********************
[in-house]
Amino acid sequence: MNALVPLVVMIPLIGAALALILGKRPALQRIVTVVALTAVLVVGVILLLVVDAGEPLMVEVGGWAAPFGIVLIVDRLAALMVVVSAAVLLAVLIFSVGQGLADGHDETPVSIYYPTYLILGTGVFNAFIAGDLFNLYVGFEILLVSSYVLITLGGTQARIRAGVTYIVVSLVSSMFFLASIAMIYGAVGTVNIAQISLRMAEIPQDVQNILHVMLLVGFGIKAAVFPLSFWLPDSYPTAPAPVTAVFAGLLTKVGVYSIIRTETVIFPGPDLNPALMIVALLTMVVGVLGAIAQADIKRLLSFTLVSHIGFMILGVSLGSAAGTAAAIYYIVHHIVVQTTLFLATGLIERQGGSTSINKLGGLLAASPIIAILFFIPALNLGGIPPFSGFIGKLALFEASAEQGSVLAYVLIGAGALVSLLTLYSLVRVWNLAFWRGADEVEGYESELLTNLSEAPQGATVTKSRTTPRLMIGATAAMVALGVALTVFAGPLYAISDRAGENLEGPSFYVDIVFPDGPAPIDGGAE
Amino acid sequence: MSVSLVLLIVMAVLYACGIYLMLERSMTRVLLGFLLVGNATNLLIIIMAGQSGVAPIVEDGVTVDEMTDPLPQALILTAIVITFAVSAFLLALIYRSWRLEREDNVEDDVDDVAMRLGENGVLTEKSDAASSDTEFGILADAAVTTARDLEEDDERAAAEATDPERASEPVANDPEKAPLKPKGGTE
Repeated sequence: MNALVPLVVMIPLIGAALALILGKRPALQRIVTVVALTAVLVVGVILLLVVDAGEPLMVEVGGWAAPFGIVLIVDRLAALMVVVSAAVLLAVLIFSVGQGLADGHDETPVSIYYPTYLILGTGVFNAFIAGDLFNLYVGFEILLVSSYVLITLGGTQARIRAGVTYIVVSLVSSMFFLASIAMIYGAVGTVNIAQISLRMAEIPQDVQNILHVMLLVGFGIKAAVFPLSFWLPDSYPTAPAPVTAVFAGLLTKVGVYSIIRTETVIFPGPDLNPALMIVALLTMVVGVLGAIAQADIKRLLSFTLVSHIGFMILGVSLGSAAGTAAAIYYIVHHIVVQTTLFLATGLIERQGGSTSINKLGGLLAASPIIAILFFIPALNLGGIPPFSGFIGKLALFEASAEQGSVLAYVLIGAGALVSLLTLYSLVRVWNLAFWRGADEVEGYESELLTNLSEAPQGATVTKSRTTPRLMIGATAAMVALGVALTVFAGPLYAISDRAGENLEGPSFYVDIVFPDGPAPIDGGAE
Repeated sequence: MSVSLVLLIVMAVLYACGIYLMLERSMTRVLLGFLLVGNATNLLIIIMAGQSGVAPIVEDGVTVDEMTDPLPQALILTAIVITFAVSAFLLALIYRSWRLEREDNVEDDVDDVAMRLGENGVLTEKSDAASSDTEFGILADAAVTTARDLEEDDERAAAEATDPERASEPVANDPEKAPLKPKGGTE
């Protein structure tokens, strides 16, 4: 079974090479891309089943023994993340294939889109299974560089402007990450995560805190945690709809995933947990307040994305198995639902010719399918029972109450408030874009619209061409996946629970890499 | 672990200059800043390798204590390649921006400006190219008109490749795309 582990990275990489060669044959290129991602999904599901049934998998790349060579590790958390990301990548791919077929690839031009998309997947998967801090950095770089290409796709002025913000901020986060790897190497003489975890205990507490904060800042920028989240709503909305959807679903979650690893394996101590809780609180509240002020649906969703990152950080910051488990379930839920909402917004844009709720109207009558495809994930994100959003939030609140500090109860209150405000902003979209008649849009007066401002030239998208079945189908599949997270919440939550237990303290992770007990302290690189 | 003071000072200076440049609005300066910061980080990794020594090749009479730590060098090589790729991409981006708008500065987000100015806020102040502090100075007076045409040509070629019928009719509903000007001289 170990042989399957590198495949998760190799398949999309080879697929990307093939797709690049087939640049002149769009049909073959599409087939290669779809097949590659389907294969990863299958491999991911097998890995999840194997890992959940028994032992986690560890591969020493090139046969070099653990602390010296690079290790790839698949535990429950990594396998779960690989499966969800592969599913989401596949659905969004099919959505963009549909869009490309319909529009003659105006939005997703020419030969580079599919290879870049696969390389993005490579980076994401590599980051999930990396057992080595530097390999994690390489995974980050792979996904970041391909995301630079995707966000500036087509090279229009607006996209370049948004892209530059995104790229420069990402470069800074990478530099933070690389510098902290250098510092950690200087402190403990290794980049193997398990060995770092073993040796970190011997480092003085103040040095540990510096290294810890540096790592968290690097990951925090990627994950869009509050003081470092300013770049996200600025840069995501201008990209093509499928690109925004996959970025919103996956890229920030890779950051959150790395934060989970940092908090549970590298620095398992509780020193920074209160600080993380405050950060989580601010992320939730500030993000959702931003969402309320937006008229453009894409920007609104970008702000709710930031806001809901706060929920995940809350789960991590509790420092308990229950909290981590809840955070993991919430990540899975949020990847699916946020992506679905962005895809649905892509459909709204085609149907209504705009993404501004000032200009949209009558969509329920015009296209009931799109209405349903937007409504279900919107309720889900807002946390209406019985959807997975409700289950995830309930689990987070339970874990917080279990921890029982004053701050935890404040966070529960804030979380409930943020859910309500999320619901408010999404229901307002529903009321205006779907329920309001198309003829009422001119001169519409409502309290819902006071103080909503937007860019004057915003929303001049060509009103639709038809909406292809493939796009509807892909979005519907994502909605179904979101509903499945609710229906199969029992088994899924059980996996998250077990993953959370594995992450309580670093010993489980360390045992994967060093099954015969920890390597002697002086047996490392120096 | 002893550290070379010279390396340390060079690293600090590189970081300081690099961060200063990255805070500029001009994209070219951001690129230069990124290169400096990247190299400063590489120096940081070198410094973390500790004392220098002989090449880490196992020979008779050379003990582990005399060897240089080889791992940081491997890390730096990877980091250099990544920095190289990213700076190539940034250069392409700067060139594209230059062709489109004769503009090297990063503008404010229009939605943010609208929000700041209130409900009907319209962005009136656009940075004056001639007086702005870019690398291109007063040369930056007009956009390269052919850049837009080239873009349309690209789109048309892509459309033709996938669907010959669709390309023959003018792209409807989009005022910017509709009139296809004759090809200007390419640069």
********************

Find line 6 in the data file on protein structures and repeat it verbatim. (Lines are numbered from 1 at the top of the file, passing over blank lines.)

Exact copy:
């Protein structure tokens, strides 16, 4: 079974090479891309089943023994993340294939889109299974560089402007990450995560805190945690709809995933947990307040994305198995639902010719399918029972109450408030874009619209061409996946629970890499 | 672990200059800043390798204590390649921006400006190219008109490749795309 582990990275990489060669044959290129991602999904599901049934998998790349060579590790958390990301990548791919077929690839031009998309997947998967801090950095770089290409796709002025913000901020986060790897190497003489975890205990507490904060800042920028989240709503909305959807679903979650690893394996101590809780609180509240002020649906969703990152950080910051488990379930839920909402917004844009709720109207009558495809994930994100959003939030609140500090109860209150405000902003979209008649849009007066401002030239998208079945189908599949997270919440939550237990303290992770007990302290690189 | 003071000072200076440049609005300066910061980080990794020594090749009479730590060098090589790729991409981006708008500065987000100015806020102040502090100075007076045409040509070629019928009719509903000007001289 170990042989399957590198495949998760190799398949999309080879697929990307093939797709690049087939640049002149769009049909073959599409087939290669779809097949590659389907294969990863299958491999991911097998890995999840194997890992959940028994032992986690560890591969020493090139046969070099653990602390010296690079290790790839698949535990429950990594396998779960690989499966969800592969599913989401596949659905969004099919959505963009549909869009490309319909529009003659105006939005997703020419030969580079599919290879870049696969390389993005490579980076994401590599980051999930990396057992080595530097390999994690390489995974980050792979996904970041391909995301630079995707966000500036087509090279229009607006996209370049948004892209530059995104790229420069990402470069800074990478530099933070690389510098902290250098510092950690200087402190403990290794980049193997398990060995770092073993040796970190011997480092003085103040040095540990510096290294810890540096790592968290690097990951925090990627994950869009509050003081470092300013770049996200600025840069995501201008990209093509499928690109925004996959970025919103996956890229920030890779950051959150790395934060989970940092908090549970590298620095398992509780020193920074209160600080993380405050950060989580601010992320939730500030993000959702931003969402309320937006008229453009894409920007609104970008702000709710930031806001809901706060929920995940809350789960991590509790420092308990229950909290981590809840955070993991919430990540899975949020990847699916946020992506679905962005895809649905892509459909709204085609149907209504705009993404501004000032200009949209009558969509329920015009296209009931799109209405349903937007409504279900919107309720889900807002946390209406019985959807997975409700289950995830309930689990987070339970874990917080279990921890029982004053701050935890404040966070529960804030979380409930943020859910309500999320619901408010999404229901307002529903009321205006779907329920309001198309003829009422001119001169519409409502309290819902006071103080909503937007860019004057915003929303001049060509009103639709038809909406292809493939796009509807892909979005519907994502909605179904979101509903499945609710229906199969029992088994899924059980996996998250077990993953959370594995992450309580670093010993489980360390045992994967060093099954015969920890390597002697002086047996490392120096 | 002893550290070379010279390396340390060079690293600090590189970081300081690099961060200063990255805070500029001009994209070219951001690129230069990124290169400096990247190299400063590489120096940081070198410094973390500790004392220098002989090449880490196992020979008779050379003990582990005399060897240089080889791992940081491997890390730096990877980091250099990544920095190289990213700076190539940034250069392409700067060139594209230059062709489109004769503009090297990063503008404010229009939605943010609208929000700041209130409900009907319209962005009136656009940075004056001639007086702005870019690398291109007063040369930056007009956009390269052919850049837009080239873009349309690209789109048309892509459309033709996938669907010959669709390309023959003018792209409807989009005022910017509709009139296809004759090809200007390419640069």